- disadvantage: need to immobilize R-U joint w/ long arm cast;
- Comminuted fractures of the distal end of the radius treated by ulnar pinning
- The history and evolution of percutaneous pinning of displaced distal radius fractures.
- Trans-ulnar percutaneous pinning of displaced distal radius fractures: a preliminary report.
- Bone Grafting: (see bone graft harvest techniques and bone graft menu);
- elevation of impacted fracture fragments often results in a metaphyseal fracture defect;
- bone grafting via a limited incision over the frx site fills in the fracture site defect and helps prevent fracture collapse;
- the bone graft attempts to hold the reduction in place, and in a sense helps take the place of external fixation;
- it is often easier to perform percutaneous pinning and bone grafting at 10 days from injury since this allows the frx site to
become slightly sticky;
- Augmentation of distal radius fracture fixation with coralline hydroxyapatite bone graft substitute.
- Assessment of Reduction: Is external fixation necessary?
- in an unstable distal radius frx w/ inadquate reduction consider the addition of external fixation + K wires;
- as noted in the study by Trumble, et al 1998, external fixation provided clear advantages in specific situations;
- in older patients, pain relief, grip strength, and ROM were significantly better when external fixation was used;
- in younger patients, external fixation provided consistently better results when there was comminution in 2 or more cortices
or when there was comminution of one surface which was greater than 50% of the metaphyseal diameter;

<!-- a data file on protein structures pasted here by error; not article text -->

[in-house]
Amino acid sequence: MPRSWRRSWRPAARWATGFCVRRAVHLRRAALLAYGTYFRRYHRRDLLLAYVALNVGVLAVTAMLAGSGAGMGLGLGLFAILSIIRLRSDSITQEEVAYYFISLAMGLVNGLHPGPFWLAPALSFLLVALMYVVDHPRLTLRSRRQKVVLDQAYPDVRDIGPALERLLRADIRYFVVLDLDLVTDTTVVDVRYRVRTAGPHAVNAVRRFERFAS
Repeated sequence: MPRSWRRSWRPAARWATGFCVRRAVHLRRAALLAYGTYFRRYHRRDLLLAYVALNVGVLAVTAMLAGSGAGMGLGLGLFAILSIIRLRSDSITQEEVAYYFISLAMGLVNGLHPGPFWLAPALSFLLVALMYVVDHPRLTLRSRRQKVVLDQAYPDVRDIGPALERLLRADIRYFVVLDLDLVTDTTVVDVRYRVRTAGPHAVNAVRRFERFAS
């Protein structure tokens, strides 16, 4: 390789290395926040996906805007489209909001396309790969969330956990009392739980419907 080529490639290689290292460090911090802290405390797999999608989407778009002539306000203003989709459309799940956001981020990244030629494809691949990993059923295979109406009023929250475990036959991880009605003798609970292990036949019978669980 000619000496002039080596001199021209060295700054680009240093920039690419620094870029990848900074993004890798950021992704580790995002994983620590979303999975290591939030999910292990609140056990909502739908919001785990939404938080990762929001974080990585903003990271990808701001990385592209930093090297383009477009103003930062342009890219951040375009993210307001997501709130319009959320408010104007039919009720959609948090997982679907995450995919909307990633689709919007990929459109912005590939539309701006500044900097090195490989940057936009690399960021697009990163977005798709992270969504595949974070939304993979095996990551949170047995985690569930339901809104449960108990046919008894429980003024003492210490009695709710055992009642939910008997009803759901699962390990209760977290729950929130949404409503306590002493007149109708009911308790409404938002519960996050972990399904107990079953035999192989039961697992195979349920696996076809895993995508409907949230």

- restoration of radial length was more important than dorsal tilt or radial tilt, and EF afforded better restoration of length than
pinning and casting;
- ref: Intrafocal (Kapandji) pinning of distal radius fractures with and without external fixation
- RSD may result from pin injury to the superficial radial sensory nerve;
- RSD is avoided by making small incisions over the pin insertion site and by spreading with a hemostat;
- maintain the reduction while the surgeon uses a soft tissue protector to prevent the radial nerve from winding around the pin;
- if an assistant is not available consider applying a lubricant (K-Y) to the pin;
- Complications of distal radial fractures: pins and plaster treatment.
- The thermal effects of skeletal fixation-pin insertion in bone.
Percutaneous pinning of distal radius fractures restores motion over long-term. The minimally invasive technique bucks the popular trend toward ORIF.
Study finds plating distal radius fractures effective but costly
Good long-term results, few complications seen with pinning distal radius fractures
Stable distal radius fracture fixation possible with threaded pinning method
T-Pin Distal Radius Fixation System
- Case Examples:
- this 40-year-old patient underwent application of a external fixator prior to insertion of pins;
- note that prior to pin insertion, the external fixator was distracted to help maintain the reduction, but at the end of the case, the distraction was released and the reduction was rechecked w/ flouro;
- it is essential that the MP joints achieve full flexion at the end of the case, as overdistraction can lead to MP join clawing